Explanatory Memorandum(Circulated by authority of the Treasurer, the Hon Peter Costello, MP)
Chapter 8 - Depreciation of lessor's fixtures
8.1 Part 1 of Schedule 8 of the Bill will amend Subdivision A, Division 3, Part III of the Income Tax Assessment Act 1936 (the Act) to give lessors entitlement to taxation depreciation allowances in respect of leased chattels that become a fixture on another person's land in circumstances where they would otherwise be so entitled had the leased item continued to be a chattel and not a fixture.
8.2 The amendments will treat a lessor of depreciable plant or articles under a chattel lease as the owner entitled to depreciation allowances where the plant etc is a fixture on another person's land, provided the lessor has an effective right to remove the property on default by the lessee or on termination of the lease.
8.3 The amendments will apply in the following circumstances:
- a taxpayer (the lessor) enters into a lease arrangement (not being a hire-purchase agreement or lease of realty) with another person (the lessee) under which a right to use depreciable property is granted to the lessee;
- the property is a fixture on the land of a person other than the lessor;
- but for being a fixture, the lessor would be the owner of the property within the meaning of section 54 of the Act; and
- where these circumstances apply, the lessor will be taken to be the owner of the leased property for the purpose of applying the depreciation provisions of the Act, instead of any other person. However, the lessor will not be treated as the owner unless there is an effective right to recover the property or if the lessor's ownership of the property derives from a sale and lease back of the property by the lessee.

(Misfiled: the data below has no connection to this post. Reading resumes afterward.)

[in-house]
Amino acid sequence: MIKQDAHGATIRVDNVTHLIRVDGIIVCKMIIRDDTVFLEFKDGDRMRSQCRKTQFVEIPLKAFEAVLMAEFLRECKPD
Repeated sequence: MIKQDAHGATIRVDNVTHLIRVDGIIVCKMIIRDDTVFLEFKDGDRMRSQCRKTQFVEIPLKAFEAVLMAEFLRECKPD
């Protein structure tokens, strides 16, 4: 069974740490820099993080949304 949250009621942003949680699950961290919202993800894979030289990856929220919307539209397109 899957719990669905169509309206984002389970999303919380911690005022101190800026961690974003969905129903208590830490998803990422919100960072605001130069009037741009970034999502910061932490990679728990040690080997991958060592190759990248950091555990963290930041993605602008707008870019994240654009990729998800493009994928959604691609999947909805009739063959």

8.4 The amendments apply to depreciable plant and equipment first used on or after 1 July 1996 for the purposes of producing assessable income of the lessor.
8.5 Under section 54 of the Act, entitlements to taxation depreciation allowances accrue to the person who owns and uses a depreciable unit of property comprising plant or articles to the extent that the unit is used (or installed ready for use) in deriving assessable income.
8.6 Within that framework, taxpayers who own and lease moveable plant (referred to as chattels) to others for reward generally are entitled to deduct the cost of the plant by way of depreciation allowances over its effective life.
8.7 In certain circumstances, however, leased property may become fixtures attached to land so as to become, at law, part of the land. Generally, only the owner of the land is the owner of fixtures on that land, including leased items. Accordingly, a lessor strictly speaking may not be entitled to depreciation allowances in respect of income producing property that becomes a fixture on another person's land.